Article

Maternal Family History is Associated with Alzheimer's Disease Biomarkers

KU Alzheimer's Disease Center, Department of Neurology, University of Kansas School of Medicine, Kansas City, KS 66160, USA.
Journal of Alzheimer's disease: JAD (Impact Factor: 4.15). 06/2012; 31(3):659-68. DOI: 10.3233/JAD-2012-120676
Source: PubMed

ABSTRACT

A family history of Alzheimer's disease (AD) increases one's risk of developing late-onset AD (LOAD), and a maternal family history of LOAD influences risk more than a paternal family history. Accumulating evidence suggests that a family history of dementia associates with AD-typical biomarker changes. We analyzed cross-sectional data from non-demented, mild cognitive impairment (MCI), and LOAD participants in the Alzheimer's Disease Neuroimaging Initiative (ADNI) with PET imaging using Pittsburgh Compound B (PiB, n = 99) and cerebrospinal fluid (CSF) analysis (n = 403) for amyloid-β peptide (Aβ) and total tau. We assessed the relationship of CSF and PiB biomarkers and family history of dementia, as well as parent gender effects. In the larger analysis of CSF biomarkers, we assessed diagnosis groups individually. In the overall sample, CSF Aβ, tau/Aβ ratio, and global PiB uptake were significantly different between family history positive and negative groups, with markers of increased AD burden associated with a positive maternal family history of dementia. Moreover, a maternal family history of dementia was associated with significantly greater PiB Aβ load in the brain in the parietal cortex, precuneus, and sensorimotor cortex. Individuals with MCI positive for a maternal family history of dementia had significantly more markers of AD pathophysiology than individuals with no family history of dementia. A family history of dementia is associated with AD-typical biomarker changes. These biomarker associations are most robust in individuals with a maternal family history, suggesting that a maternally inherited factor influences AD risk.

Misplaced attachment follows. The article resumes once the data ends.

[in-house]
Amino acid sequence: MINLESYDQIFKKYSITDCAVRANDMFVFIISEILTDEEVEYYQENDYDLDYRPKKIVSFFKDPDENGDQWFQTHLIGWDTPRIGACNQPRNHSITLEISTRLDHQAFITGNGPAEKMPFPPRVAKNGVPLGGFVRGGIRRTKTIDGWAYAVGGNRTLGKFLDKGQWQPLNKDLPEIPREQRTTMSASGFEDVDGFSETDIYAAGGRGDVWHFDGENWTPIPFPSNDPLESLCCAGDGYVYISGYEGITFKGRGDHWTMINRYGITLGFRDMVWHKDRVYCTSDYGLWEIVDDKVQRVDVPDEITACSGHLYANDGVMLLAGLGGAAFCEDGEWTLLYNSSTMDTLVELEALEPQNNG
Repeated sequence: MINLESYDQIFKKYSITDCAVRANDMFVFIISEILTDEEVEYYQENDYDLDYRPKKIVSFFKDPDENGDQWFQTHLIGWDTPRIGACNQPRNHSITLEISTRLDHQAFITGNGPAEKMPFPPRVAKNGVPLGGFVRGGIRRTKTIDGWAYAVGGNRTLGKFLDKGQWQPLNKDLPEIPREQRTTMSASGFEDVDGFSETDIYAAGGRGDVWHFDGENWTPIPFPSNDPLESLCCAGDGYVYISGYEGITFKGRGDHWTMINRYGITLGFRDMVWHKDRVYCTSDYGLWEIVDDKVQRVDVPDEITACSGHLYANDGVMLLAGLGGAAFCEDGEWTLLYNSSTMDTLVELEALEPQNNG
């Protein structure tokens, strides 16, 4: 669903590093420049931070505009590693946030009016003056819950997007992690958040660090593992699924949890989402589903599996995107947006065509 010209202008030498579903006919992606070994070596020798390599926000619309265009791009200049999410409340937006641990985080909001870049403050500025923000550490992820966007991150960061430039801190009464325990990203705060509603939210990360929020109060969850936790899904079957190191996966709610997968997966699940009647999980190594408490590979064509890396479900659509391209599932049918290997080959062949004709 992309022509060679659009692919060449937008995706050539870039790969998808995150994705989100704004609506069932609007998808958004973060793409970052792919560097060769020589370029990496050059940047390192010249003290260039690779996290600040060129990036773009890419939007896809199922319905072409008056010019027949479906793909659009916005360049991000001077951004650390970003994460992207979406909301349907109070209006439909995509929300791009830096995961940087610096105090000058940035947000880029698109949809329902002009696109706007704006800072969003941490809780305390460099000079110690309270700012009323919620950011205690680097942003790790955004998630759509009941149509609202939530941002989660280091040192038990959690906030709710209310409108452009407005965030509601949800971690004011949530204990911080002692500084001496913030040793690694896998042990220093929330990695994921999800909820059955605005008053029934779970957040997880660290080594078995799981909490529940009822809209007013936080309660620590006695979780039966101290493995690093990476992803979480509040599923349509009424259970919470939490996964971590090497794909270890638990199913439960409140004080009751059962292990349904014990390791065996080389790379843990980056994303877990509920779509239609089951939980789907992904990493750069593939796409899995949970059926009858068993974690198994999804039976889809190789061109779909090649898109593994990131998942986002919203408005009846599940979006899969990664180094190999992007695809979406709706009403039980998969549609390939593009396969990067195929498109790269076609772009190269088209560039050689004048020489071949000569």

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Available from: Russell Swerdlow, Apr 03, 2014
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    • "repair system , as well as the crucial role it plays in oxidative phosphorylation ( OXPHOS ) , render mtDNA a candidate to be the primary site of damage . mtDNA is inherited exclusively by maternal lineage and both mtDNA haplotypes and maternal family history are associated with cognitive and cerebrospinal fluid ( CSF ) biomarkers in AD patients ( Honea et al . , 2012 ; Ridge et al . , 2013 ) . Interestingly , mtDNA accumulates mutations throughout the aging process ( Michikawa et al . , 1999 ; Krishnan et al . , 2007 ) , which is indeed the main risk factor for AD ( Swerdlow et al . , 2014 ) . Here we shall explore different aspects of mitochondrial alterations found in AD patients , with special emp"
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